Central characters of last year's K-Drama Red Sky (Hong Cheongi 홍천기) include a king who abdicates in favor of his son, a benevolent ruler; and his ambitious grandson with a desire to be future king at any cost.
From that alone most Koreans would recognize the show's setting as the Joseon Dynasty at the beginning of the 15th century, so famous is the story of the King Taejong who reigned from 1400 to 1418. He retired to allow one of his sons to succeed him as the King Sejong (credited with developing the Korean Hangeul script). One of Sejong's sons—the infamous Prince Suyang—in turn went on to stage a palace coup and had his own nephew exiled (and later killed) so that he himself could take the throne.
The similarities notwithstanding, the creators of Red Sky insist that their story unfolds against the backdrop of a fictitious "Dan Dynasty". Ignore that its people dress in early Joseon-style clothing and live in period-appropriate architecture. There is no Taejong here, but Yeongjong. No Sejong but Seongjo. The power-mad prince is called Juhyang, not Suyang.
I wonder how many people are really fooled.
Lately Red Sky isn't the only Korean TV show to argue that it isn't based on history despite ample evidence to the contrary. Snowdrop, currently on air and available on Disney+, is another. Both of them feature this disclaimer: "The characters and background of this drama are fictional creations." And at least two different shows from the past couple of months feature Joseon but forego giving names to the kings, calling them simply..."the king".
The message is obvious: historical dramas (sageuk 사극), by definition about history, apparently don't concern history.
It's taken a year or so for this strange situation to become the norm in Korea.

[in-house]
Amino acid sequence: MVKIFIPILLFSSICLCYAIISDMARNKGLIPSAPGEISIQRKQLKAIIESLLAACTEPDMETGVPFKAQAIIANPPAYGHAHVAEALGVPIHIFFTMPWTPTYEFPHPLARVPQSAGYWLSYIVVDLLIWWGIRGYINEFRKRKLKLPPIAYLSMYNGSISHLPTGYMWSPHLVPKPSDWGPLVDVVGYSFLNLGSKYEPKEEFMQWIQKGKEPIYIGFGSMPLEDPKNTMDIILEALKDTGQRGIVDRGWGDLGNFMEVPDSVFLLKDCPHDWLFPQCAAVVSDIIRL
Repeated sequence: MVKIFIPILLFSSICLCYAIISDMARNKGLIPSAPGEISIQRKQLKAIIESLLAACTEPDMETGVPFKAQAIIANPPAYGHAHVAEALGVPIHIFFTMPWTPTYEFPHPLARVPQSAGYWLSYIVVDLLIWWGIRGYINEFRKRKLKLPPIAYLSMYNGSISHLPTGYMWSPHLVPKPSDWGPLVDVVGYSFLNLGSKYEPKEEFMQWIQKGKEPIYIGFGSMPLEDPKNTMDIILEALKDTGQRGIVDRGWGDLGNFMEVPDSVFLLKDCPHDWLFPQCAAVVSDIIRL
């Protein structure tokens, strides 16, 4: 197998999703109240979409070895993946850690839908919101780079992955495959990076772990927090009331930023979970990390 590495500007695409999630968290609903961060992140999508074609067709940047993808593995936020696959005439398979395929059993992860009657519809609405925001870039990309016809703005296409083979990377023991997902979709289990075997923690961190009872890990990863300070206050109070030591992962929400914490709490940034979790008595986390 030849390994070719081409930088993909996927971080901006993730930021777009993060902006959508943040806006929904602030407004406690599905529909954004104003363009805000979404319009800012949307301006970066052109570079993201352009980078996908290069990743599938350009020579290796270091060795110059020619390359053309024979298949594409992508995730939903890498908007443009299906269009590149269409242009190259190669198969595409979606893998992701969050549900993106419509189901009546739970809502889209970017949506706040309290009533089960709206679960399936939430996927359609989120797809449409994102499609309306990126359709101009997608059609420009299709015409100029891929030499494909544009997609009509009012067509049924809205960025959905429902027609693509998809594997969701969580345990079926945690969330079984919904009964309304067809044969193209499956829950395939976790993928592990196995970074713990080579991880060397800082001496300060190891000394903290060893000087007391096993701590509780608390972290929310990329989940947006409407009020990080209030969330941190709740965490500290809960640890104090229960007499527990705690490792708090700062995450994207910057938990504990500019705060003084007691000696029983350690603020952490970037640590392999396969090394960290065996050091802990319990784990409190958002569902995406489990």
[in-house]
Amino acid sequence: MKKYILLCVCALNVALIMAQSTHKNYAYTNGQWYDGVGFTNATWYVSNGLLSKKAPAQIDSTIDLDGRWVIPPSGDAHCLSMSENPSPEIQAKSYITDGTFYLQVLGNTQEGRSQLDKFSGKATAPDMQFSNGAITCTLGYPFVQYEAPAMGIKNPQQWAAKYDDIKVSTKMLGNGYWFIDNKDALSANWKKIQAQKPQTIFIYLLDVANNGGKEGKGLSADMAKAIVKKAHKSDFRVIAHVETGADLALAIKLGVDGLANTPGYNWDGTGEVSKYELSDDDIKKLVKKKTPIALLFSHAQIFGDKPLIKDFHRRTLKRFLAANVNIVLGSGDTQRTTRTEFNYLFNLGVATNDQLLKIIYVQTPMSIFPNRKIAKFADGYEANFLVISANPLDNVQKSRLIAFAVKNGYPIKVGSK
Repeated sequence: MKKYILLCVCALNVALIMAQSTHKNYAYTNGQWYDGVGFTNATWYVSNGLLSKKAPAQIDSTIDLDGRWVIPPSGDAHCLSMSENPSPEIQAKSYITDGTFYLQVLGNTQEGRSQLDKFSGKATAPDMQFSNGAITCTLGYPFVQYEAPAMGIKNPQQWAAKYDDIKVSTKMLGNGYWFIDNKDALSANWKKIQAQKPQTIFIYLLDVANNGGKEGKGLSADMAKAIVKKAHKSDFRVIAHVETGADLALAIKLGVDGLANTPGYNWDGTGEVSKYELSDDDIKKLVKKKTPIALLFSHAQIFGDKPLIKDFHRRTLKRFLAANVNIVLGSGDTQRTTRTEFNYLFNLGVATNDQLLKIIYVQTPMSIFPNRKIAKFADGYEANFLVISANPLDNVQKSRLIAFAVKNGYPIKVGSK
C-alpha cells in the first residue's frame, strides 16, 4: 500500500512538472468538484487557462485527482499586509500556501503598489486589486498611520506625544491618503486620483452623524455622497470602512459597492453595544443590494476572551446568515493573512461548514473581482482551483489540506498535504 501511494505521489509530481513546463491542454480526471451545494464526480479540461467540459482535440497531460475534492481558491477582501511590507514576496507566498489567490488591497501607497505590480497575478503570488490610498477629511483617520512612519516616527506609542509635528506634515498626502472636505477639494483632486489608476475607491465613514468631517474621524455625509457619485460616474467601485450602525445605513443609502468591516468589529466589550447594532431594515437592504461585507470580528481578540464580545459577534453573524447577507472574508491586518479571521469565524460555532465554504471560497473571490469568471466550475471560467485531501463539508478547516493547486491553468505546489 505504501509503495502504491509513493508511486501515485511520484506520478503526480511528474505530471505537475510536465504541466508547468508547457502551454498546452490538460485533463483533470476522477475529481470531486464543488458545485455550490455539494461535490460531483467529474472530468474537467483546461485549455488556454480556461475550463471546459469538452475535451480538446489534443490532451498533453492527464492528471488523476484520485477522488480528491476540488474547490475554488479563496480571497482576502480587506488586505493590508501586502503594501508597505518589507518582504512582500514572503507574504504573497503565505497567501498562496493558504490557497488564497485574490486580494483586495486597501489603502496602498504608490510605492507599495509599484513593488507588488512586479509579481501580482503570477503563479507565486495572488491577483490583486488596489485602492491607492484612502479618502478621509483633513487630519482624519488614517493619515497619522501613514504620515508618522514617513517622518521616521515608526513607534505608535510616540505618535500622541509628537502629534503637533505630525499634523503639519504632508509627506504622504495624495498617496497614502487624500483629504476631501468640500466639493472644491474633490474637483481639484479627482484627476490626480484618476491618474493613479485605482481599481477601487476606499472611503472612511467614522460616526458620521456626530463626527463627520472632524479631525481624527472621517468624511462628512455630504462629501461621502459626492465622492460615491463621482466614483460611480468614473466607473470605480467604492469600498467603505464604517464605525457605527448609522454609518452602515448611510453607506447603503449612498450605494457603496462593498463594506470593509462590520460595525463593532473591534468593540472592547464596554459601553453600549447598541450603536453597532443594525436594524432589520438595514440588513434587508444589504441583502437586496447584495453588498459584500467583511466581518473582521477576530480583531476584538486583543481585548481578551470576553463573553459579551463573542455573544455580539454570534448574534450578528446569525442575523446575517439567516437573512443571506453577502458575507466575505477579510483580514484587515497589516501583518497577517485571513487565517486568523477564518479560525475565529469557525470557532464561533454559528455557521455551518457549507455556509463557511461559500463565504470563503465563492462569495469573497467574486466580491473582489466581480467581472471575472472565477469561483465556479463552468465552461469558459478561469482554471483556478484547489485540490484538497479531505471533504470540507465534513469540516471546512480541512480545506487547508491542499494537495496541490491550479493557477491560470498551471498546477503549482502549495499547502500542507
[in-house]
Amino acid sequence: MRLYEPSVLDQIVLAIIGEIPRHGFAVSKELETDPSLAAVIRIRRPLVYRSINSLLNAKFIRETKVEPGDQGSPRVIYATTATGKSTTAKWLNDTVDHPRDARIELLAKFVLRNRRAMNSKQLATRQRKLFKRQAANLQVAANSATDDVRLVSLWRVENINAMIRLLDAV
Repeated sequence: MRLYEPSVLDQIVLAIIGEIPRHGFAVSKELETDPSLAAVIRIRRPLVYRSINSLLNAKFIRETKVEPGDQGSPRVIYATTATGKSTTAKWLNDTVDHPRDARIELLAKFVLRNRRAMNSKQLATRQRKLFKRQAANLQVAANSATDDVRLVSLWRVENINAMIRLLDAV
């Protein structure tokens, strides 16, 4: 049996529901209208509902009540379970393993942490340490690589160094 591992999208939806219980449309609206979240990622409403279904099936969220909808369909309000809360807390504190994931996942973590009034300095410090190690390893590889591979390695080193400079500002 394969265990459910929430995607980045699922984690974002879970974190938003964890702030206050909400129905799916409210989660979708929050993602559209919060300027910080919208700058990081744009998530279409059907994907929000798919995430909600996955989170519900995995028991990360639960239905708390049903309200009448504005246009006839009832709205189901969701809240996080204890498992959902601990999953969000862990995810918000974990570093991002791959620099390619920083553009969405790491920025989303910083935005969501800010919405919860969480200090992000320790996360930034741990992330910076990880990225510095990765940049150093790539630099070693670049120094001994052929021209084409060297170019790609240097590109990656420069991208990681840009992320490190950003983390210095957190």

One can blame it partly on the controversies that engulfed two historical TV series last year: Joseon Exorcist and Mr. Queen. Both were penned by the writer Park Gye-ok, and both were accused of belittling Korean culture and history.
The former came under fire for, among other things, showing Chinese food, decor and music on screen. The latter, adapted from a Chinese drama, was said to insult one of the last royal couples to rule Korea and their court. Korean netizens began digging up evidence of links between Park and China and started calling him a traitor to the nation. Joseon Exorcist was canceled after two episodes, and Mr. Queen disappeared from domestic streaming services, if only briefly.
Red Sky, based on a novel of the same title, was reportedly keen to avoid the same fate. The book is set in early Joseon and it identifies all the historical figures with their real names. But the director of the TV adaptation made the decision to "create a fantastical setting" and "change all names of people and places in order to avoid any controversy about distorting history."
Admittedly, this debate over what constitutes historical truth isn't new. Ensuring that Korean history is portrayed 'correctly' has long been the nation's preoccupation. It would be no exaggeration to say just about every Korean period drama, no matter how popular, has been met with some public criticism over accuracy.
The Immortal Yi Sun-sin (2005), about the legendary 16th-century admiral whose statue stands in central Seoul; Queen Seondeok (2009), featuring the eponymous monarch of the 7th-century Silla Kingdom; and the Deep-Rooted Tree (2011), chronicling the circumstance of Hangeul's creation during Sejong's reign, were all bona-fide hits. They also took liberties with history as dramas often do and caused grumbling among scholars, media and even some viewers.
Still, the attacks back then never reached the fever pitch commonly seen today, and the audiences understood that period dramas aren't necessarily based on truth and research, especially when they are pyujeon sageuk 퓨전사극—literally 'fusion historical dramas'.